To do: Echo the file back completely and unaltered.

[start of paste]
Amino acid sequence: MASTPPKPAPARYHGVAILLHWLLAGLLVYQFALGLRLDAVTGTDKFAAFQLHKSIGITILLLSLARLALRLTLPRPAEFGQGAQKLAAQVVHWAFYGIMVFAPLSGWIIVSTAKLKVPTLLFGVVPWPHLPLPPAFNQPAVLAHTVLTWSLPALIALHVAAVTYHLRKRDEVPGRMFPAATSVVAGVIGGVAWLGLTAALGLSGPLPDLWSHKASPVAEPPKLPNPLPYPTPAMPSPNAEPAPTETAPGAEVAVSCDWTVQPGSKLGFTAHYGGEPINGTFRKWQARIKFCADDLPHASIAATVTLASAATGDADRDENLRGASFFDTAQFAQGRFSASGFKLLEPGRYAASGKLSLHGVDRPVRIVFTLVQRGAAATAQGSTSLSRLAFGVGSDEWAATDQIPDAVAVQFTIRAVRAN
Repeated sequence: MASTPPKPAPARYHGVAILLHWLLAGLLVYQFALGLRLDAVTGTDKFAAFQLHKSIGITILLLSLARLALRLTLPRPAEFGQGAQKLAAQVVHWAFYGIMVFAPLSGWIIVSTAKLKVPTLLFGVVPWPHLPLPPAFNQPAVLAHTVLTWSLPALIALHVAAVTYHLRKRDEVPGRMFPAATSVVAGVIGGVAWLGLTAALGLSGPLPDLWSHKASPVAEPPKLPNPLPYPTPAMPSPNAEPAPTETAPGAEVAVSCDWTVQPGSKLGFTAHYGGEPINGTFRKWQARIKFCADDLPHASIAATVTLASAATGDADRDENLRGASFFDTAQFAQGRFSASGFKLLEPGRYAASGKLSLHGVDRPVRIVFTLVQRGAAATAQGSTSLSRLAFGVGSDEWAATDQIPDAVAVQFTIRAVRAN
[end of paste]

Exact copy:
Amino acid sequence: MASTPPKPAPARYHGVAILLHWLLAGLLVYQFALGLRLDAVTGTDKFAAFQLHKSIGITILLLSLARLALRLTLPRPAEFGQGAQKLAAQVVHWAFYGIMVFAPLSGWIIVSTAKLKVPTLLFGVVPWPHLPLPPAFNQPAVLAHTVLTWSLPALIALHVAAVTYHLRKRDEVPGRMFPAATSVVAGVIGGVAWLGLTAALGLSGPLPDLWSHKASPVAEPPKLPNPLPYPTPAMPSPNAEPAPTETAPGAEVAVSCDWTVQPGSKLGFTAHYGGEPINGTFRKWQARIKFCADDLPHASIAATVTLASAATGDADRDENLRGASFFDTAQFAQGRFSASGFKLLEPGRYAASGKLSLHGVDRPVRIVFTLVQRGAAATAQGSTSLSRLAFGVGSDEWAATDQIPDAVAVQFTIRAVRAN
Repeated sequence: MASTPPKPAPARYHGVAILLHWLLAGLLVYQFALGLRLDAVTGTDKFAAFQLHKSIGITILLLSLARLALRLTLPRPAEFGQGAQKLAAQVVHWAFYGIMVFAPLSGWIIVSTAKLKVPTLLFGVVPWPHLPLPPAFNQPAVLAHTVLTWSLPALIALHVAAVTYHLRKRDEVPGRMFPAATSVVAGVIGGVAWLGLTAALGLSGPLPDLWSHKASPVAEPPKLPNPLPYPTPAMPSPNAEPAPTETAPGAEVAVSCDWTVQPGSKLGFTAHYGGEPINGTFRKWQARIKFCADDLPHASIAATVTLASAATGDADRDENLRGASFFDTAQFAQGRFSASGFKLLEPGRYAASGKLSLHGVDRPVRIVFTLVQRGAAATAQGSTSLSRLAFGVGSDEWAATDQIPDAVAVQFTIRAVRAN